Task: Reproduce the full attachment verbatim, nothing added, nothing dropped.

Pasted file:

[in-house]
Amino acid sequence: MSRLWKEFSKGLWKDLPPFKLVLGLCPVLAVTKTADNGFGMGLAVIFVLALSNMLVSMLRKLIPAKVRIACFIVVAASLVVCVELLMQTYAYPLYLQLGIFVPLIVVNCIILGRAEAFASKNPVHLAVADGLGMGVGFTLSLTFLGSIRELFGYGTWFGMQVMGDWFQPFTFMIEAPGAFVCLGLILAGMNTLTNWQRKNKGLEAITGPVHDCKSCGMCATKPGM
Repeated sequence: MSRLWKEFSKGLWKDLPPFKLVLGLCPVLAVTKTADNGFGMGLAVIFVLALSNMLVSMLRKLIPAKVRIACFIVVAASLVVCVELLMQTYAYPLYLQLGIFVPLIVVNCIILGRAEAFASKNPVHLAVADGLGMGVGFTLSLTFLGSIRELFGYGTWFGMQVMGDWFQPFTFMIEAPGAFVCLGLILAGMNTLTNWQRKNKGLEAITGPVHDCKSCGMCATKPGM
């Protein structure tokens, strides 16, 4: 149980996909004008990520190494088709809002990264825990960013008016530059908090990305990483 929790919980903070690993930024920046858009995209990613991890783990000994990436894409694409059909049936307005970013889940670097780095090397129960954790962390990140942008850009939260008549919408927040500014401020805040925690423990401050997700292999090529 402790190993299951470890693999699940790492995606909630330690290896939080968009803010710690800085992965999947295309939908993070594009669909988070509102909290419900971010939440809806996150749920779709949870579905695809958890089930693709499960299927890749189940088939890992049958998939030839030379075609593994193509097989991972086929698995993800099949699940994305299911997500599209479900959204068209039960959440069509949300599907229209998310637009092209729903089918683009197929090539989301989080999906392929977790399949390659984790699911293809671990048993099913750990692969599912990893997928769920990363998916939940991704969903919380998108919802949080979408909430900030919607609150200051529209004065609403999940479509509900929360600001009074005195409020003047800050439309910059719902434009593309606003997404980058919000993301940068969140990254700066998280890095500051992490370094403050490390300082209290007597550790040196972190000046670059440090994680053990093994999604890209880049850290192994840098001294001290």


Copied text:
[in-house]
Amino acid sequence: MSRLWKEFSKGLWKDLPPFKLVLGLCPVLAVTKTADNGFGMGLAVIFVLALSNMLVSMLRKLIPAKVRIACFIVVAASLVVCVELLMQTYAYPLYLQLGIFVPLIVVNCIILGRAEAFASKNPVHLAVADGLGMGVGFTLSLTFLGSIRELFGYGTWFGMQVMGDWFQPFTFMIEAPGAFVCLGLILAGMNTLTNWQRKNKGLEAITGPVHDCKSCGMCATKPGM
Repeated sequence: MSRLWKEFSKGLWKDLPPFKLVLGLCPVLAVTKTADNGFGMGLAVIFVLALSNMLVSMLRKLIPAKVRIACFIVVAASLVVCVELLMQTYAYPLYLQLGIFVPLIVVNCIILGRAEAFASKNPVHLAVADGLGMGVGFTLSLTFLGSIRELFGYGTWFGMQVMGDWFQPFTFMIEAPGAFVCLGLILAGMNTLTNWQRKNKGLEAITGPVHDCKSCGMCATKPGM
């Protein structure tokens, strides 16, 4: 149980996909004008990520190494088709809002990264825990960013008016530059908090990305990483 929790919980903070690993930024920046858009995209990613991890783990000994990436894409694409059909049936307005970013889940670097780095090397129960954790962390990140942008850009939260008549919408927040500014401020805040925690423990401050997700292999090529 402790190993299951470890693999699940790492995606909630330690290896939080968009803010710690800085992965999947295309939908993070594009669909988070509102909290419900971010939440809806996150749920779709949870579905695809958890089930693709499960299927890749189940088939890992049958998939030839030379075609593994193509097989991972086929698995993800099949699940994305299911997500599209479900959204068209039960959440069509949300599907229209998310637009092209729903089918683009197929090539989301989080999906392929977790399949390659984790699911293809671990048993099913750990692969599912990893997928769920990363998916939940991704969903919380998108919802949080979408909430900030919607609150200051529209004065609403999940479509509900929360600001009074005195409020003047800050439309910059719902434009593309606003997404980058919000993301940068969140990254700066998280890095500051992490370094403050490390300082209290007597550790040196972190000046670059440090994680053990093994999604890209880049850290192994840098001294001290």